DHHS's facilities and Regional Behavioral Health Authorities throughout the state are choosing to promote the month in a variety of ways, including:

  • Residents at the Lincoln Regional Center will have the opportunity to create and decorate a luminary that honors the person in recovery. The luminaries will be placed on the front entrance/walkway of each treatment unit with a purple light, which represents the Recovery Month celebration. The activity began August 30 and will be completed by Sept.13. The luminaries will be placed on Sept.15 and will remain on display until Sept.17. Efforts are also underway for the 2nd year in a row to illuminate a tall structure on the campus of the Lincoln Regional Center in purple light during this time to honor those in recovery; past, present, and future, to increase public awareness of the movement.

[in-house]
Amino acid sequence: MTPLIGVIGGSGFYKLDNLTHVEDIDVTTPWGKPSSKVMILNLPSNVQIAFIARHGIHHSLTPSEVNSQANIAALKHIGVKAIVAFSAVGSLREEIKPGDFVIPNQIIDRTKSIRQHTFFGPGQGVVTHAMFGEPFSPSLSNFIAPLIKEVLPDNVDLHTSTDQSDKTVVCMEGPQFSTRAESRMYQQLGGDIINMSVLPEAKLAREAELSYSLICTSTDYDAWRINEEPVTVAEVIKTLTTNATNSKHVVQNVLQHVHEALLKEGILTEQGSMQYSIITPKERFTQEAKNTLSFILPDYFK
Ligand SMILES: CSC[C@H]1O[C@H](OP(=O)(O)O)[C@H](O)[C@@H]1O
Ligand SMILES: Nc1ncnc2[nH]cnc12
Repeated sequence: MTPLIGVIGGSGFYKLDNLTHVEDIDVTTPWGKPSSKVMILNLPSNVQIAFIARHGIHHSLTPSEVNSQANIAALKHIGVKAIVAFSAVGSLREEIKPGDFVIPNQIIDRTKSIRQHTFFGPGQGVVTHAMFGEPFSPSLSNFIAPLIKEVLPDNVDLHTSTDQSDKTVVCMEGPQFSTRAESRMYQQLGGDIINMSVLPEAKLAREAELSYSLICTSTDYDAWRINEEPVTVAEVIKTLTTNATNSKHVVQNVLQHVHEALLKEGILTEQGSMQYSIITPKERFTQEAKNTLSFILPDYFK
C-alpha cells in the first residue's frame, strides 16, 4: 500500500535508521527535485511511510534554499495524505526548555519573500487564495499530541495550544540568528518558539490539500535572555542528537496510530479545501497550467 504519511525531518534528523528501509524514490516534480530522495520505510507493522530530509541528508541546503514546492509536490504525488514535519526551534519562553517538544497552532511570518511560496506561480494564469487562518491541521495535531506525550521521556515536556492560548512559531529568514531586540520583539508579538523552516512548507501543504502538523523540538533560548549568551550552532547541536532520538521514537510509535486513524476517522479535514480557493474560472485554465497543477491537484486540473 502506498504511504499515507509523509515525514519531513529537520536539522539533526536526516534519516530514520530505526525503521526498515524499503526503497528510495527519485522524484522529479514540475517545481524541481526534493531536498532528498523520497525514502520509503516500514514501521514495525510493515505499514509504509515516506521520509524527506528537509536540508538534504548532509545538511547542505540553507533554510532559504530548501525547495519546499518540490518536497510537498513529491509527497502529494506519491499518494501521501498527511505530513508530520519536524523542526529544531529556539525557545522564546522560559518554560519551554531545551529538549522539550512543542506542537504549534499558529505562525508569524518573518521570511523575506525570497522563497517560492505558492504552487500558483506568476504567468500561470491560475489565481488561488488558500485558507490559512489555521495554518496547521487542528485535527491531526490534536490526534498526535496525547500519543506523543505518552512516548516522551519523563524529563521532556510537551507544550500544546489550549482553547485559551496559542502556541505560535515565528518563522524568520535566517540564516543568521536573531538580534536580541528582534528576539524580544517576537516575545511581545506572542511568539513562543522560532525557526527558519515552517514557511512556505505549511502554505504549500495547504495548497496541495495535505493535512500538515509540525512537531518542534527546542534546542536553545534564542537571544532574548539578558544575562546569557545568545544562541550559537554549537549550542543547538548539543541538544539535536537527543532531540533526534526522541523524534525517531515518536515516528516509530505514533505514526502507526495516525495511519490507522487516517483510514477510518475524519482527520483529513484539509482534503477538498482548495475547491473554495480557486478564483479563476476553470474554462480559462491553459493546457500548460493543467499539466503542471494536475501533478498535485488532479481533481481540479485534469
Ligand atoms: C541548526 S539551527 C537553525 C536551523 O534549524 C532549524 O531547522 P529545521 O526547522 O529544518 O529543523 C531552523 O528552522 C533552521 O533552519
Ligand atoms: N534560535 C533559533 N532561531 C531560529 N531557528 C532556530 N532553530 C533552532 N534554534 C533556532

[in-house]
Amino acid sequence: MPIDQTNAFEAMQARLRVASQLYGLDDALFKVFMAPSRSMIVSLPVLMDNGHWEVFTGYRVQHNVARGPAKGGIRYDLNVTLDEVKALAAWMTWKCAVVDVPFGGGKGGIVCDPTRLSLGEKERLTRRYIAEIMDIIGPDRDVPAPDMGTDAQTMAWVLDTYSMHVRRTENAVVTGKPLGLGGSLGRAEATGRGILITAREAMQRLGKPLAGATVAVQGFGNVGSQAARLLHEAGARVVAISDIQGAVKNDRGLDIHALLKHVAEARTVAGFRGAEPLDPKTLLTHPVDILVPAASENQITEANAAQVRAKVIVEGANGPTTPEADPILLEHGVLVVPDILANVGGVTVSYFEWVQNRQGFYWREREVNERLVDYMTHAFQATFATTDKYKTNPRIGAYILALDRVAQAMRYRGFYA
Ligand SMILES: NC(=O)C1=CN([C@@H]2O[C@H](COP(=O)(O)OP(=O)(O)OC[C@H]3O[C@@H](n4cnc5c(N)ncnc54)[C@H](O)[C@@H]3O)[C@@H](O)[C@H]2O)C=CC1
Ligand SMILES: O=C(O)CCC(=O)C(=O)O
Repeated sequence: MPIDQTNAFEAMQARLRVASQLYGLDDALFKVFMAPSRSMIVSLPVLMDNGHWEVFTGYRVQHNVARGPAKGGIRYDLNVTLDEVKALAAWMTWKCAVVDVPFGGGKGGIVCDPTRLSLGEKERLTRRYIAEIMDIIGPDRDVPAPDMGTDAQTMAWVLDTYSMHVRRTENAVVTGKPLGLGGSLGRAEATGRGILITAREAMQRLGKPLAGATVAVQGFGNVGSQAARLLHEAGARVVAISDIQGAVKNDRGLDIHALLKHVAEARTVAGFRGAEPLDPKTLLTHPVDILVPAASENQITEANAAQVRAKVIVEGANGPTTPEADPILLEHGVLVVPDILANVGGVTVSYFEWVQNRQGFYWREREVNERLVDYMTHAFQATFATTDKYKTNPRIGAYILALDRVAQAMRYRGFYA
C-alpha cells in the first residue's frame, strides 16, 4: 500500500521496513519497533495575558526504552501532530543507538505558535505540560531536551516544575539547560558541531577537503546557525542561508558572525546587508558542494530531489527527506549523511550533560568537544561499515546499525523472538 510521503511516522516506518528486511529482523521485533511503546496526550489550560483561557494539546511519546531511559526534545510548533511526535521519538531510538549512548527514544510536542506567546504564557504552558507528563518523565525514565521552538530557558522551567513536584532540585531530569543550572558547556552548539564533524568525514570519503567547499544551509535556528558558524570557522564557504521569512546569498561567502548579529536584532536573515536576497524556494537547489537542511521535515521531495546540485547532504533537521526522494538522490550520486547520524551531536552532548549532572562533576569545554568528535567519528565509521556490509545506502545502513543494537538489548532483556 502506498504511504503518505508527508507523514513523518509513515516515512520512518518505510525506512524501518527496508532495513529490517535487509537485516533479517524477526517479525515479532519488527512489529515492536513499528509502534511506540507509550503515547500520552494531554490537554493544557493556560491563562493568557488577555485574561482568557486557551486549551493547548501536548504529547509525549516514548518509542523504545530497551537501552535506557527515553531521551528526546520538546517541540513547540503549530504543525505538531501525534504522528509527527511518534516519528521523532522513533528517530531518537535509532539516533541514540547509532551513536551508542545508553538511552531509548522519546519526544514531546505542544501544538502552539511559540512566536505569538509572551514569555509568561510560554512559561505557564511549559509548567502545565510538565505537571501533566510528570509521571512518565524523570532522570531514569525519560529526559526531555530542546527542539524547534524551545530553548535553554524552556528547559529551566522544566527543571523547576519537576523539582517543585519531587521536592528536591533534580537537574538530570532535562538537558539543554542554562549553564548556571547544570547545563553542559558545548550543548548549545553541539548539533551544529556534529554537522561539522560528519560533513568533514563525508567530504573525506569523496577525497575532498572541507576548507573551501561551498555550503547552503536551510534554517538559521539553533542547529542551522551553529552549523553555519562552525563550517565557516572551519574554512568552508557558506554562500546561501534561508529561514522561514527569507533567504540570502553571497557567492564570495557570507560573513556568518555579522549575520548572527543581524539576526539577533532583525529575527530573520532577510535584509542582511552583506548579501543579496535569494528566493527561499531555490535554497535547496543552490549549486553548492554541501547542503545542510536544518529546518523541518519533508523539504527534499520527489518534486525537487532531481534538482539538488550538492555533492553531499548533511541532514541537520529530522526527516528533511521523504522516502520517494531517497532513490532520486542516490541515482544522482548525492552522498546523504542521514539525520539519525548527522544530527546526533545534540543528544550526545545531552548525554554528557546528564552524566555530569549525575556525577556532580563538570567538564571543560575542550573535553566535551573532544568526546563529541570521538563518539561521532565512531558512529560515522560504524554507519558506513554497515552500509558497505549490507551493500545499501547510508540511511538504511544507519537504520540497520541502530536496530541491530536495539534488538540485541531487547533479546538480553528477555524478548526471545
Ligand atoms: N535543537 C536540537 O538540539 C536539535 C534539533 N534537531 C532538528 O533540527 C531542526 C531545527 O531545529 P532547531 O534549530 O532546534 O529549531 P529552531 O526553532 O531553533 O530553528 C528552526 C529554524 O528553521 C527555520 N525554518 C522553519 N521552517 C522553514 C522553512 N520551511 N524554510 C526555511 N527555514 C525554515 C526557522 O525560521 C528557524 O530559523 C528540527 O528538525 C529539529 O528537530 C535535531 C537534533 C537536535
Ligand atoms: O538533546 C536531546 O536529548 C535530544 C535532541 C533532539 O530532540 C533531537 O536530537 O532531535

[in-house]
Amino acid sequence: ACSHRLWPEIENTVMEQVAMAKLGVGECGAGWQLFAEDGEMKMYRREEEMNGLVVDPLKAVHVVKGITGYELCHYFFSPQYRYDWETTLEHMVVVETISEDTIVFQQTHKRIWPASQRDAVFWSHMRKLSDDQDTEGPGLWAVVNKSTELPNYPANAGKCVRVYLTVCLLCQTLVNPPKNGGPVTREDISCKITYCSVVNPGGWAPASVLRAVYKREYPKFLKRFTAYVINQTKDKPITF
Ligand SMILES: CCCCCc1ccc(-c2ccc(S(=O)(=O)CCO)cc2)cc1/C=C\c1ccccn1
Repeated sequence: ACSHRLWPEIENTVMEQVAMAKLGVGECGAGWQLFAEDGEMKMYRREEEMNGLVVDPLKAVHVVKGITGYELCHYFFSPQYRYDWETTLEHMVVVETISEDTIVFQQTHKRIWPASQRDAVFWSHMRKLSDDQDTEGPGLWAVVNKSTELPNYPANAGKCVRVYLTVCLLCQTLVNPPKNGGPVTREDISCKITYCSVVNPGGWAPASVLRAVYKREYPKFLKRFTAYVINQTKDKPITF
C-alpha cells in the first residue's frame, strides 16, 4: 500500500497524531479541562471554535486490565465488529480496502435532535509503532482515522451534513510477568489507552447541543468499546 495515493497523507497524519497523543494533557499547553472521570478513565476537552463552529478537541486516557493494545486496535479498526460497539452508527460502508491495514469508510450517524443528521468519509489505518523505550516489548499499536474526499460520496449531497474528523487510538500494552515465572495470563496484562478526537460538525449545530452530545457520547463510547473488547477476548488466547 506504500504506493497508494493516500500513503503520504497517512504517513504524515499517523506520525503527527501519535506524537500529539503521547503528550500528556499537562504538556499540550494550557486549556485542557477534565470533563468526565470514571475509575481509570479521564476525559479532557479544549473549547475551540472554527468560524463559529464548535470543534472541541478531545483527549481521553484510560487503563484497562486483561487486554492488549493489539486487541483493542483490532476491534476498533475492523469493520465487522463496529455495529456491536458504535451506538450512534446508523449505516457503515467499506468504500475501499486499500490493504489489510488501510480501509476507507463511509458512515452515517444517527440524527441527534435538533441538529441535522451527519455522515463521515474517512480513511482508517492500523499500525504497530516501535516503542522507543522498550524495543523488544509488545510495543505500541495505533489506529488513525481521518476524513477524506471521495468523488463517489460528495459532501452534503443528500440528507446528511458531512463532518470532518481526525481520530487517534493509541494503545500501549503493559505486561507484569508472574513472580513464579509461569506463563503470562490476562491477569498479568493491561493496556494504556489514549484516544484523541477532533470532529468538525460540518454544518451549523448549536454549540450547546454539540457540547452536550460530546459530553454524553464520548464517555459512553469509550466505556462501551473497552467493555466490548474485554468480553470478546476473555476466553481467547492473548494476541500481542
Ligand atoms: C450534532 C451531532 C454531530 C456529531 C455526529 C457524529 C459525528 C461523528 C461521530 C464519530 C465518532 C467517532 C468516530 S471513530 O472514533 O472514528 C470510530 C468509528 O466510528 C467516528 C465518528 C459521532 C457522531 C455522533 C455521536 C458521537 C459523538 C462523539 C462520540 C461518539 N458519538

• Region 3 Behavioral Health Services is hosting its annual Lights of Hope event, which honors those lost to overdose as well as those in recovery. A limited amount of personalizable luminaries will be provided. The event will take place on Sept. 18 at the Sertoma Shelter at Harmon Park in Kearney.​
  • The Division of Behavioral Health will hold an online version of Lights of Hope, an overdose awareness event, during September. Learn more here:​​ryMonth